What brings together a union organizer from the Pacific Northwest and a social and economic justice advocate from Chicago? The AFL-CIO.
President Liz Shuler and Secretary-Treasurer Fred Redmond each took a unique path to the highest ranks of the AFL-CIO; Shuler as a leader of the International Brotherhood of Electrical Workers, Redmond as a vice-president of the United Steelworkers. Together, they share a commitment to building a world that is fair for working people. Their paths are woven with common threads—hard work, solidarity, vision and courage.
As a team, they are focused on breaking new ground on everything from worker organizing to collective bargaining, political action to global labor rights. They are, in every way, unified to help working people have a better life.
Meet Our Elected Leaders
The AFL-CIO Executive Council is comprised of democratically elected officials who represent the 12.5 million members of the AFL-CIO. They set broad policies and goals for the union movement. The Executive Council is elected at the AFL-CIO quadrennial convention and meet at regular intervals between conventions.
Between Executive Council meetings, the AFL-CIO is governed by an Executive Committee, made up of presidents of the AFL-CIO’s 10 largest affiliate unions, the three executive officers and representatives of up to nine additional affiliate unions. They are appointed by the president and approved by the Executive Council and establish the federation’s annual budget.
The General Board takes up matters referred to it by the Executive Council, which traditionally include endorsements of candidates for U.S. president and vice president. The board includes the Executive Council members, a chief officer of each affiliated union and the trade and industrial departments, constituency groups, allied organizations, and eight regional representatives of the state federations and central labor councils.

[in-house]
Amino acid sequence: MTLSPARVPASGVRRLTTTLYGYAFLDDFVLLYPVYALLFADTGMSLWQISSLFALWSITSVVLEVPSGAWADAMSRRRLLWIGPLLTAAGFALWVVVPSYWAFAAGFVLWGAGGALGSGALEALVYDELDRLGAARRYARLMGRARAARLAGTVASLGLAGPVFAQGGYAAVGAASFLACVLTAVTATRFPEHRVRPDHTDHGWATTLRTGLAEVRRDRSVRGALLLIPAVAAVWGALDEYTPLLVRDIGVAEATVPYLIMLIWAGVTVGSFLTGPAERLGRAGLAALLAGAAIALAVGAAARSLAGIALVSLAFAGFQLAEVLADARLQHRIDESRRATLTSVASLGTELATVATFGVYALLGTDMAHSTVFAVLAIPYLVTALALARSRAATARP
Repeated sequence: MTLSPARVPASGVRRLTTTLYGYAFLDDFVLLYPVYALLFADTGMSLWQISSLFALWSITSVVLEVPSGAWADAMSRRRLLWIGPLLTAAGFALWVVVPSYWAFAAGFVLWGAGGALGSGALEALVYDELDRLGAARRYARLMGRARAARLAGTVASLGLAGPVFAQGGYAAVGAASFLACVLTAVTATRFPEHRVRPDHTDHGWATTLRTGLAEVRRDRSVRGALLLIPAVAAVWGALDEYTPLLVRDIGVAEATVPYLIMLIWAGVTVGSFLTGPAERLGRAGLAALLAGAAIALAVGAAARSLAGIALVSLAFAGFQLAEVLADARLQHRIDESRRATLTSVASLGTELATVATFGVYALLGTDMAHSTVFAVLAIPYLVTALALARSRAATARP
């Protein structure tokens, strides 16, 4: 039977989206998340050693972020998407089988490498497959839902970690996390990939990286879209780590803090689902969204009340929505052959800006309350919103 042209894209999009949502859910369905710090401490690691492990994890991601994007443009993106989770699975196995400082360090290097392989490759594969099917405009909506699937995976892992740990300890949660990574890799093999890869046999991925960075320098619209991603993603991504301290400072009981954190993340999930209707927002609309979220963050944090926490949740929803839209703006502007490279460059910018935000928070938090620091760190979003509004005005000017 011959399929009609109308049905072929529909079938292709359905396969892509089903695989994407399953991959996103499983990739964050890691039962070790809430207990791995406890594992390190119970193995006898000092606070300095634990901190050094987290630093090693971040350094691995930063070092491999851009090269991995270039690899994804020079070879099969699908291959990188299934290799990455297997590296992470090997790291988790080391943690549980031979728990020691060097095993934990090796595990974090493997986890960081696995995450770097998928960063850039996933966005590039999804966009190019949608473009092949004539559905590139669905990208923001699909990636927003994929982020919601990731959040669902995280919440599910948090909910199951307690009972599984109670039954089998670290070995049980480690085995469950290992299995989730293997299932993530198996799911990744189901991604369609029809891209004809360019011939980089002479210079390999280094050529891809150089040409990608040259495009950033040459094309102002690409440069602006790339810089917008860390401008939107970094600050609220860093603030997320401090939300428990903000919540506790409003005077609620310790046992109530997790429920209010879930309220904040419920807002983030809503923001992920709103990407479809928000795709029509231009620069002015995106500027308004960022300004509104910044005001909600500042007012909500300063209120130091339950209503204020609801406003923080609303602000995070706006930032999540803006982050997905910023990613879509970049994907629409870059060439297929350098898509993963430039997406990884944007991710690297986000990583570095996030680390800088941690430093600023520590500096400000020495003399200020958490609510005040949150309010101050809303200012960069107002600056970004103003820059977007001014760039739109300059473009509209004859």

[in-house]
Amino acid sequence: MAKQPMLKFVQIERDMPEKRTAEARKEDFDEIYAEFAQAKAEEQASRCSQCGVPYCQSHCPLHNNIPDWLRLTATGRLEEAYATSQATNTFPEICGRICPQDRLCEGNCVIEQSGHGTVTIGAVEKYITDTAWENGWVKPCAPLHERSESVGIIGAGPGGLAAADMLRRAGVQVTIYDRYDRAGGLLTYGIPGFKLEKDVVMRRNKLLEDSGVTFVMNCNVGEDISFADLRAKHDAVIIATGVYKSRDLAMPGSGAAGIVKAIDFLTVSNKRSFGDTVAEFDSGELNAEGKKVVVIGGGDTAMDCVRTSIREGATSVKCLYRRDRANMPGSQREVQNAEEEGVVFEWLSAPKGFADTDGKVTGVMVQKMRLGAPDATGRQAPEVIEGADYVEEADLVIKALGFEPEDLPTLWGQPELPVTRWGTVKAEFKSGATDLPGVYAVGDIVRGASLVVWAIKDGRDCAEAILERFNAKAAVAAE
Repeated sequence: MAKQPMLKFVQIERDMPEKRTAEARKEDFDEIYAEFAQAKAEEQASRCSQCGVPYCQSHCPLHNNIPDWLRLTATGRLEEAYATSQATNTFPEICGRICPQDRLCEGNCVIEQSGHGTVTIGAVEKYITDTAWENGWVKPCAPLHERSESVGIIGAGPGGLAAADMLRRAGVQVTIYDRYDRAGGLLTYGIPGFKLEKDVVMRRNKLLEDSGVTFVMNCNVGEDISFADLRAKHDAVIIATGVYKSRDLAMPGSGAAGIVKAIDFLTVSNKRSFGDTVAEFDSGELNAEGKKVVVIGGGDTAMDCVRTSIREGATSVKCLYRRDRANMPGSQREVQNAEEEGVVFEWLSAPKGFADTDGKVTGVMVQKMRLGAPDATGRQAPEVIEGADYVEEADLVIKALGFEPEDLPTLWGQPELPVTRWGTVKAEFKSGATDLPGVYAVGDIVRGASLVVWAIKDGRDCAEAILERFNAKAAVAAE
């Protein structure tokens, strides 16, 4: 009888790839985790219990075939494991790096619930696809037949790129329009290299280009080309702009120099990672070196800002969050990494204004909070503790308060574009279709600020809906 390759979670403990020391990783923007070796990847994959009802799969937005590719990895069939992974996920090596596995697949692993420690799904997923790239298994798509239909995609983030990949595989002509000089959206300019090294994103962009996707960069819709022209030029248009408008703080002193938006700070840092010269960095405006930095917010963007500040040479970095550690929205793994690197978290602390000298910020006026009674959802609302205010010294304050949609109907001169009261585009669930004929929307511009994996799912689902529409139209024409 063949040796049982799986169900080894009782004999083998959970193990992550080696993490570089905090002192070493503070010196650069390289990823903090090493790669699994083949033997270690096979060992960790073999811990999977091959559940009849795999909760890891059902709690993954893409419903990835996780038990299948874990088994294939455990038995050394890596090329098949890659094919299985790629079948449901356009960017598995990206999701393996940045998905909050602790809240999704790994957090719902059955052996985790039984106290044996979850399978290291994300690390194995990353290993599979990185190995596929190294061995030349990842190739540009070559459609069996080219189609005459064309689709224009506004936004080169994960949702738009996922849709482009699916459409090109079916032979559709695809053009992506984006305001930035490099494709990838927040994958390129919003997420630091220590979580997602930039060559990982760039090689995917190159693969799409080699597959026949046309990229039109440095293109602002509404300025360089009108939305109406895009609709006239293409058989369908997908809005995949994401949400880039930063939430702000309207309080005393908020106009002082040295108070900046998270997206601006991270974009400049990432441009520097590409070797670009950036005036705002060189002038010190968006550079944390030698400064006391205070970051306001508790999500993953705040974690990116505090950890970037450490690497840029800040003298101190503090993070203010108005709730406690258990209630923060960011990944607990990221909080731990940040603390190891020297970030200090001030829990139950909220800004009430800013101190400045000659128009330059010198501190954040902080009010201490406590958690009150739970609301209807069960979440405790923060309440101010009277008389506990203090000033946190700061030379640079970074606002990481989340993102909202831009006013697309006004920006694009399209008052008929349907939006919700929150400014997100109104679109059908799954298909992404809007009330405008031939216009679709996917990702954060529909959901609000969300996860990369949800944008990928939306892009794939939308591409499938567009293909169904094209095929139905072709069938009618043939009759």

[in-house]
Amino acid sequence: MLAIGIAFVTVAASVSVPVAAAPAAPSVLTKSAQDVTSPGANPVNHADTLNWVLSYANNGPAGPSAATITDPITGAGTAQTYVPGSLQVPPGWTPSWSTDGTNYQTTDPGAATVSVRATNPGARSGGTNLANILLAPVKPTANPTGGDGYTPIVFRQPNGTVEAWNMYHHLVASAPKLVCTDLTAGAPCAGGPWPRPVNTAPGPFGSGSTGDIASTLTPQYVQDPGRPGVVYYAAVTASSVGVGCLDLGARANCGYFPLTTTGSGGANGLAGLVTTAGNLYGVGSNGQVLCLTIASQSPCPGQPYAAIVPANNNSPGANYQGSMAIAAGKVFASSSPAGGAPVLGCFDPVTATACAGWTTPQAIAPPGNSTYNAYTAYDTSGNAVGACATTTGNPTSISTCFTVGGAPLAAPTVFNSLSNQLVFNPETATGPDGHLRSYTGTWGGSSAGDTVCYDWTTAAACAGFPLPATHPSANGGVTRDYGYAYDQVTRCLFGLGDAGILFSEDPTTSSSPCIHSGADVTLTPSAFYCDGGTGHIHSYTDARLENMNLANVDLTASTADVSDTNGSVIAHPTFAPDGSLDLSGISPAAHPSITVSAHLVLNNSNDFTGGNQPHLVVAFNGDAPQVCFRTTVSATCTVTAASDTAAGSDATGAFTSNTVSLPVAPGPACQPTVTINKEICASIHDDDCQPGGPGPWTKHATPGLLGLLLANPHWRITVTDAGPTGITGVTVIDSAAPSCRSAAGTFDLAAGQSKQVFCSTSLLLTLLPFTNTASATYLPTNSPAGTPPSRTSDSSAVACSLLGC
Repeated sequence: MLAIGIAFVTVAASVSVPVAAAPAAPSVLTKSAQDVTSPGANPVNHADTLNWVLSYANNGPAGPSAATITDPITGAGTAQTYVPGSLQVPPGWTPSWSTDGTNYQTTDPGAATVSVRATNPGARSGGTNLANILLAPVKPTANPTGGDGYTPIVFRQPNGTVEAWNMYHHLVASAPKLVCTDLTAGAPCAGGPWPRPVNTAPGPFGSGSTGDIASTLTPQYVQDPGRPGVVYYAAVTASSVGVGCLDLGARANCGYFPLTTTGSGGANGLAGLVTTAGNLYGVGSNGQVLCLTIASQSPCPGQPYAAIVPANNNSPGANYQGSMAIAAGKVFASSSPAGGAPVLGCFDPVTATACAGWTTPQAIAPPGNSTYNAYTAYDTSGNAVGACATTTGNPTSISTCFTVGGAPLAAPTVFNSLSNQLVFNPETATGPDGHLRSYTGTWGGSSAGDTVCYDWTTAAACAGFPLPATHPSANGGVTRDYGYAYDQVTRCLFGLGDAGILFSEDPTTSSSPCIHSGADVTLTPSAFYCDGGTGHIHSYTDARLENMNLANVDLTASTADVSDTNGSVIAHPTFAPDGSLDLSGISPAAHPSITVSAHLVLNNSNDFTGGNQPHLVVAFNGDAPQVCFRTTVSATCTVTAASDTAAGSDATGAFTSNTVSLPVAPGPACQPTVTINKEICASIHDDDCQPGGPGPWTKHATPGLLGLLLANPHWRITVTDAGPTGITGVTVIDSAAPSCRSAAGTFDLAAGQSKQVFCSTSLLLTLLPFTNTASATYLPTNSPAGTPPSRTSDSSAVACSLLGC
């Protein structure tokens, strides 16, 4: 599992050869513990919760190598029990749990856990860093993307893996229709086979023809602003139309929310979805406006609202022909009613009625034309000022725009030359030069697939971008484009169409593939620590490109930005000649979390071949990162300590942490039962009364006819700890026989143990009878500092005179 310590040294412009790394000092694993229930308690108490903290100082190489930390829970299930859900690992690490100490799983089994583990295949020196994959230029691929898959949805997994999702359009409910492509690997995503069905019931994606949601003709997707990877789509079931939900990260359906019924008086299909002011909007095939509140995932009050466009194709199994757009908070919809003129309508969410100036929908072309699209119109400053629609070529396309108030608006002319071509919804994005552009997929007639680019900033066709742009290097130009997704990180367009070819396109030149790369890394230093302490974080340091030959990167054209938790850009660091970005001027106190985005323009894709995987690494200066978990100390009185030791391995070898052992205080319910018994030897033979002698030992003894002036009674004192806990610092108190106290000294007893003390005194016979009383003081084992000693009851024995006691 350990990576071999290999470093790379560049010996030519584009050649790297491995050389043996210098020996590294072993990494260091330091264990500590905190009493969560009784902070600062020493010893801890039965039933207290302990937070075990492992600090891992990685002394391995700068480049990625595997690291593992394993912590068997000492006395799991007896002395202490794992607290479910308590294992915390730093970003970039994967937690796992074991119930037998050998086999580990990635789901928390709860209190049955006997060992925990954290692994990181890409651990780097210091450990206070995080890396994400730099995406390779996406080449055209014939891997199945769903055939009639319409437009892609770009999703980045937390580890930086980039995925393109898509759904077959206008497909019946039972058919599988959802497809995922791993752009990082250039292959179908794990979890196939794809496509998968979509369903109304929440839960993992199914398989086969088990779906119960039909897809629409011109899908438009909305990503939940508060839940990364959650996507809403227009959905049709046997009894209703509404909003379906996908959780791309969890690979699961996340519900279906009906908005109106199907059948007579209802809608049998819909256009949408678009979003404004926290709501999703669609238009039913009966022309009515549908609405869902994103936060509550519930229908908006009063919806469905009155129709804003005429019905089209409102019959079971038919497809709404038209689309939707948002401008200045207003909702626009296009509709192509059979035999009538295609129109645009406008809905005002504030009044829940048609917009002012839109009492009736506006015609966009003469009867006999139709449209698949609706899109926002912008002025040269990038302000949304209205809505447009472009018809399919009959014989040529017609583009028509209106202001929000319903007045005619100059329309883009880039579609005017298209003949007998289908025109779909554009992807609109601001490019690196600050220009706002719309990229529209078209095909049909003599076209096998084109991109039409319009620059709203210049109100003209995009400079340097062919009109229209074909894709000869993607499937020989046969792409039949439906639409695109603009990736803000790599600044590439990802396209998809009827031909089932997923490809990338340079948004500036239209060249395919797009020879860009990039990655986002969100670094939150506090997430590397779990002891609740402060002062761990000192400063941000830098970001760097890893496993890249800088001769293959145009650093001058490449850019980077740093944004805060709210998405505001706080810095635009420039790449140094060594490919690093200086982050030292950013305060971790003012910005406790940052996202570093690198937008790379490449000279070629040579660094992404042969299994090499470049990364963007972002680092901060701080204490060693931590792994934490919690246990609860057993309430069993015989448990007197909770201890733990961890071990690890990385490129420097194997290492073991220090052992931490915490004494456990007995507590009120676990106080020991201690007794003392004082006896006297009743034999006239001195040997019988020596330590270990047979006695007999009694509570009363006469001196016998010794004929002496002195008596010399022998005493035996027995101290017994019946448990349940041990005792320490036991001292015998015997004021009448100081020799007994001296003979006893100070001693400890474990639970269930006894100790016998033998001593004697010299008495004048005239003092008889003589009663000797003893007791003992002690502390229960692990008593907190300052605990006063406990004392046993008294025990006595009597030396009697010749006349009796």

Former AFL-CIO Officers
In 2017, delegates to the 28th AFL-CIO Constitutional Convention re-elected Richard Trumka as president, Elizabeth Shuler as secretary-treasurer and Tefere Gebre as executive vice president. Following Trumka’s death on Aug. 5, 2021, the AFL-CIO Executive Council, as provided in the AFL-CIO Constitution, convened on Aug. 20, 2021, and elected Shuler to complete Trumka’s term as president. Fred Redmond was elected to complete Shuler’s term as secretary-treasurer. On March 5, 2022, Tefere Gebre announced his resignation as Executive Vice President.
These executive officers continue the tradition of labor leaders by working tirelessly for the rights of working people, and by advancing social and economic justice causes.
Listed below are the former leaders of the AFL-CIO, which was created in 1955 by the merger of the American Federation of Labor (AFL) and the Congress of Industrial Organizations (CIO).
- Richard L. Trumka (2009-2021)
- John Sweeney (1995-2009)
- Thomas R. Donahue (1995)
- Lane Kirkland (1979-1995)
- George Meany (1955-1979); (AFL: 1952-1955)
- Walter Reuther (CIO: 1952-1955)
- Philip Murray (CIO: 1940-1952)
- John L. Lewis (CIO: 1938-1940)
- William Green (AFL: 1924-1952)
- John McBride (AFL: 1894-1895)
- Samuel Gompers (AFL: 1886-1894; 1895-1924)
- Elizabeth H. Shuler (2009-2021)
- Richard L. Trumka (1995-2009)
- Barbara Easterling (1995)
- Thomas R. Donahue (1979-1995)
- Lane Kirkland (1969-1979)
- William F. Schnitzler (1955-1969)
Executive Vice Presidents
- Tefere Gebre (2013-2022)
- Arlene Holt Baker (2007-2013)
- Linda Chavez-Thompson (1995-2007)